The various thrills are handled spectacularly by director Fernando Di Leo (an action specialist who also gave the world CALIBRE 9 - also with Adorf). The pacing is slow to start off with but gradually builds up into breakneck speed, culminating in a huge city-wide chase sequence at around the hour mark which is truly amazing stuff. Stuntmen risk their lives, vehicles are totalled in milliseconds, and you'll be swept away by the rhythmic music that perfectly accompanies the action and makes the whole thing madly exciting. Definitely one of the best chases I've seen in the movie and, trust me, I've seen a lot. The finale, in which Adorf faces off against the two hit men in a junkyard, is highly suspenseful and ends with a fine imaginative payoff for the villains.

    When it comes to the violence, Di Leo doesn't hold back, with women being savagely beaten, point-blank gunshots to the head, and all manner of beatings and stabbings along the way. The main reason the film works, however, is that it never loses touch with characterisation, instead fleshing out Silva and Strode from being one-dimensional villains into understandable, even somewhat likable real people. Along with Adorf and Celi, Silva and Strode (great-sounding pair, that) put in excellent portrayals of ruthless hit men. Silva is fine as the smarmy womanising partner whilst Strode is at his best playing it tough and silent. The supporting cast are also fine with lots of familiar faces in minor parts, these include Luciana Paluzzi as the fragile female lead and PUZZLE's Bruno Corazzari playing yet another sleazy low-life. The cast, the pacing, the surprising depth and the action combine to make MANHUNT IN MILAN one of the Italian gangster flicks to beat and a highlight of the Italian film industry. See it!
  • The second film in Fernando Di Leo's 'Milieu' trilogy, "La Mala Ordina" aka. "Manhunt" of 1972 is, in my opinion just not quite as brilliant as the foregoing masterpiece "Milano Calibro 9" (also 1972) and its brilliant successor "Il Boss" (1973), and yet this is an excellent and breathtaking crime epic that no lover of Italian genre-cinema could possibly afford to miss. The tough-minded and violent film, which has been released under many aka. titles such as "Hit Men", "Hired To Kill", "The Italian Connection" or even the absolutely inappropriate title "Black Kingpin", is breathtaking from the beginning to the end and profits from a brilliant cast. The plot revolves around Luca Canali (Mario Adorf), a small-time pimp, who suddenly has to fear for his life when he is framed for the disappearance of a shipment of heroin. Canali, who has no clue who the real thieves are, is soon mercilessly hunted by both the local mafia and two contract killers sent by the American mob (Henry Silva and Woody Strode)...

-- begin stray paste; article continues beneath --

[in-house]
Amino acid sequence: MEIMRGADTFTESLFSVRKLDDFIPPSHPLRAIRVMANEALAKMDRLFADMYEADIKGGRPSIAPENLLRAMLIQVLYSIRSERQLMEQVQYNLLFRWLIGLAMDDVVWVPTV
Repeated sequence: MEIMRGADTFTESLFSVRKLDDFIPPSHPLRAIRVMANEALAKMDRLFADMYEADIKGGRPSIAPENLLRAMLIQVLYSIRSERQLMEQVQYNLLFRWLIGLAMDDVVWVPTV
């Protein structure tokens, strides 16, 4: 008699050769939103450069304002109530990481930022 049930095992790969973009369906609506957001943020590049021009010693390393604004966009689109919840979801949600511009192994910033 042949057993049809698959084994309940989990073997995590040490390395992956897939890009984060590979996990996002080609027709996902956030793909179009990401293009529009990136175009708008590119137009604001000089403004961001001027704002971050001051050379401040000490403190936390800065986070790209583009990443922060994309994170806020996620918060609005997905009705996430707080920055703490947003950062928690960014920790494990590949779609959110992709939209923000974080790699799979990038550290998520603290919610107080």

The role of Luca Canali fits Mario Adorf perfectly. I'm a fan of Adorf in general, he was always best in roles of the kind, and he delivers an excellent performance here. Henry Silva (one of my favorite actors) and Woody Strode (another great actor) are easily equally brilliant as the two American hit men, who are ultra-tough, but also responsible for the humorous scenes in the film, as Silva is constantly hitting on everything female while Strode is dead-serious and hardly says a word. The rest of the performances are also good, Adolfo Celi, who is probably best known for playing James Bond villain Mr. Largo in "Fireball" plays the Milan mafia don, and the female cast is entirely nice to look at. The story is not quite as convoluted as it was the case in "Milano Calibro 9", but "Manhunt" is still a tantalizing and uncompromising from the beginning to the end, and filled with non-stop action and brutal violence. The score is also great, and the camera-work ingenious. To me personally, "Manhunt" is not quite as brilliant as "Milano Calibro 9" and "Il Boss". These two films, however, are in my opinion easily two of the greatest gangster films ever brought to screen, and even though slightly inferior, "Manhunt" is still an awesome piece of crime cinema that is excellent in all aspects and easily surpasses most famed American gangster-classics. Excellent film-making, an absolute must-see for every fan of Italian genre cinema.